Gail Porter, the television presenter, yesterday spoke of her misplaced "embarrassment" at dealing with depression at the launch of a new arts festival in Glasgow which hopes to encourage debate and understanding of mental health issues.

Ms Porter, originally from Edinburgh, who lost her hair through alopecia two years ago, was in Glasgow yesterday to lend her support to the first Mental Health Arts and Film Festival in the city.

The festival runs from today to October 19 in Glasgow with a programme featuring more than 40 events, encompassing film, theatre, documentary screenings, comedy and music.

Ms Porter, 36, has spoken in the past of her struggles with manic depression, her history of self-harm, and an attempted suicidal overdose in 2005. She revealed the details of her mental anguish and self-harm in her recent autobiography, Laid Bare.

Yesterday, she said that when she first noticed the signs of depression, she went to a doctor who merely told her to "chill out".

It took six years of hesitating to see a doctor, and then six visits to doctors before she received the proper advice and treatment for her illness, she said.

Ms Porter said that there was still a stigma attached to mental ill health that the new arts festival could help explore and address.

She said: "I am delighted to be here, I think this festival is a fantastic idea. I have suffered from manic depression since my mid-teens and I think I was one of the those people who was completely embarrassed about having the condition.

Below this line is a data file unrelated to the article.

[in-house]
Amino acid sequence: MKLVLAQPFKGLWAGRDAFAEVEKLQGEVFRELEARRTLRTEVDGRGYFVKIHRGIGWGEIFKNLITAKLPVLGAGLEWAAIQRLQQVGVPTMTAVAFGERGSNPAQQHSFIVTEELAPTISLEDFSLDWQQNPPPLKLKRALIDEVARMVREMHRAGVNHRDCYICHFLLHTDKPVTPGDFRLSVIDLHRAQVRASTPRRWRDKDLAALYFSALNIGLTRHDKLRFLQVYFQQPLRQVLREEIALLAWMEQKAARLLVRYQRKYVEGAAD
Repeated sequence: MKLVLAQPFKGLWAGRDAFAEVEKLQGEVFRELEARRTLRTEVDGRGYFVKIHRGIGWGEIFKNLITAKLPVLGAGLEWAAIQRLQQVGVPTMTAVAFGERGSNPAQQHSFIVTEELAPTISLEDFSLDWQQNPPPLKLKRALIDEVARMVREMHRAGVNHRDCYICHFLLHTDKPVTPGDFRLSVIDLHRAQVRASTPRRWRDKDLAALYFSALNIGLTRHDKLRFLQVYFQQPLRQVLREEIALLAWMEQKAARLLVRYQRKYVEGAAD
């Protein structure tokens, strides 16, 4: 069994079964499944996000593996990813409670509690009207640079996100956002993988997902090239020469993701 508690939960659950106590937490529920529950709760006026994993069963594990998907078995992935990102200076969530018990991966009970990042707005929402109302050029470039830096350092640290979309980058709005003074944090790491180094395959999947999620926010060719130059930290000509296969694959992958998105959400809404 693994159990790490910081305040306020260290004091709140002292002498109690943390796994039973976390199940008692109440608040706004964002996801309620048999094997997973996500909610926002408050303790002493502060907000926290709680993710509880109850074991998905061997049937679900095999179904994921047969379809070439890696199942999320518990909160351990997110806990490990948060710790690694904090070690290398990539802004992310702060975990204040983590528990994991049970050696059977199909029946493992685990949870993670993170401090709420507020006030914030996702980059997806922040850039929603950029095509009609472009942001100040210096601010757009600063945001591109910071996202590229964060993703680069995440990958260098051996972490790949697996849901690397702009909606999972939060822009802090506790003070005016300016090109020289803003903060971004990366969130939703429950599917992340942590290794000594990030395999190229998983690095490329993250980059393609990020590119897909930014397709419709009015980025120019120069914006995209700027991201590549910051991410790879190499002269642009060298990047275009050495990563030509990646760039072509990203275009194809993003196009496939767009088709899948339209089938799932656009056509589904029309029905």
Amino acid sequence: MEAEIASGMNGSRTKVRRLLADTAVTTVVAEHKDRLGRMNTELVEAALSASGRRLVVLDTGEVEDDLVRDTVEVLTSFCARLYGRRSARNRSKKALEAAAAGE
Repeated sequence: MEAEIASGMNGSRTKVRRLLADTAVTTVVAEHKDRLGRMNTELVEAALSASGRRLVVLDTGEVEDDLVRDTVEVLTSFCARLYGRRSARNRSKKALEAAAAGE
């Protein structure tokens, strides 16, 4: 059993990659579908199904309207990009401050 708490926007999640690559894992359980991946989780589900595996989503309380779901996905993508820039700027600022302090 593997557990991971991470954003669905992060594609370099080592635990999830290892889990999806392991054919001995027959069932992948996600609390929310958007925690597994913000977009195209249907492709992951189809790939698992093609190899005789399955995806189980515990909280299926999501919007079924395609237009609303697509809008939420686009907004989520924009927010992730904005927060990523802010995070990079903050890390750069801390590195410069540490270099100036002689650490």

"I thought: I am working, I am earning okay, what do I have to be depressed about?

"So I did the very Scottish thing, and hid it under the carpet. Looking back, if I didn't have my job, I don't know what would have happened.

"You have this great dark cloud over you all the time, and having a job meant I just had to get up. Some days I still find it hard to get out of bed.

"But I am still on medication and I am not embarrassed to admit it. I still get some very bad days."

She added: "Someone once said to me: why don't you just go to the Priory clinic? I said its £5000 a week! You must be joking. Just because of the job I have doesn't mean I can afford that."

Ms Porter was accompanied by her four-year-old daughter Honey, whose father is the former Toploader guitarist Dan Hipgrave, a presence the television star said had helped her greatly in her struggle with depression.

The main themes of the festival are the history of mental health - including an evaluation of the life and work of Scottish psychiatrist RD Laing - discrimination and stigma, and the relationship between creativity and mental health.

Films in the festival include Scottish films Wilbur Wants to Kill Himself and My Name is Joe, Donnie Darko, in its full director's cut version, Oscar-winning movie The Hours, and Control, a film about Ian Curtis, lead singer of Joy Division, who took his life at the age of 23.

The festival features a music thread including performances by local bands, Norman Blake of Teenage Fanclub, Billy Boyd and the BMX Bandits.

Duglas Stewart of the BMX Bandits said: "We are proud to be part of this festival because the objective isn't getting people's money from them but rather about addressing ignorance and stigma and trying to give people a greater understanding.

"So many of the true musical greats, from Brian Wilson to Tchaikovsky, have experienced mental health problems throughout their lives and their unique artistry is directly related to such issues."